Demand for new airplanes remain strong, driven by the traffic rebound, high load factors and yields that continue to improve. In response to this broad-based market strength, Commercial Airplanes made a series of decisions in 2010 to increase production rates across its product line. The most recent was in December, when we announced a 777 rate increase to more than eight per month in the first quarter of 2013. Previously, we announced our plans to increase the 737 production rate from 31.5 airplanes per month to 35 in the beginning of 2012, and then to 38 per month in the second quarter of 2013.
In Commercial Aviation Services, airplane utilization rates and the size of customer fleets continue to grow, which has led to increased core spare sales. And with improved airline profitability, we're also seeing an accelerated recovery in aircraft modifications.
On the Defense side, budget pressures in the U.S. and in other developed markets continue, while spending in the Middle East and Asia remains strong. As affordability becomes more critical to key customers, we are seeing a renewed demand for proven and reliable platforms and systems, a development which plays to the strength of our portfolio, including the multi-mission F/A-18 aircraft family and our rotorcraft products.
In addition, spending priorities in many markets now include more non-traditional growth opportunities. In unmanned systems, C4 intelligence, surveillance and reconnaissance and cybersecurity, increasing international demand for defense and security systems continues to bode well for us as well. There is a clear window of opportunity for our Motorola aircraft and other products, as our international customers confront the need to transition to the next level of capabilities while also seeking proven reliable systems.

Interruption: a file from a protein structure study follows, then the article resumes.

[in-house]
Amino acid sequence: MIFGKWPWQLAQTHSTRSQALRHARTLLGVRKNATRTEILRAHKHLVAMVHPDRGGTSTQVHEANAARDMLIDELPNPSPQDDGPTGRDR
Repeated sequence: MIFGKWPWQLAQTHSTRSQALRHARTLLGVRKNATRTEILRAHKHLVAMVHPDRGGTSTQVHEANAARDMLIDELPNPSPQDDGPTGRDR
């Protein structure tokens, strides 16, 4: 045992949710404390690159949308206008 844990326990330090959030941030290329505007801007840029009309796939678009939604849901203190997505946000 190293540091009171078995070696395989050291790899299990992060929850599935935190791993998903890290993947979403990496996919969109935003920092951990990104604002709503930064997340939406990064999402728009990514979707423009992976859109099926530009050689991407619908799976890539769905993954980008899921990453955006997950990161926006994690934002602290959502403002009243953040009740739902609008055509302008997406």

Our core strategies for Defense, Space & Security markets are unchanged. First, extend and grow our existing programs. Second, capture an increasing share of international and services opportunities. And finally, accelerate our repositioning with investments in adjacent markets.
Notwithstanding the high national security threat environment in the United States and our solid foundation of proven and affordable solutions, we do see an extended period of flat to declining U.S. Defense budgets with intensifying pressure on contractor margins. In that light, we'll continue to accelerate our own efforts to reduce infrastructure costs and maximize efficiencies.
Overall, the commercial and defense and security markets we serve remain large, our current portfolio of products and services is a great strength and source of value for us, and we are making solid progress on the strategies we're pursuing.
Turning to the fourth quarter and 2010 highlights on Slide 3. Our core programs executed exceptionally well in 2010. 737 and 777 continued to realize productivity gains during the year. Services performance across both businesses was strong, and core defense programs performed well despite a challenging contracting environment.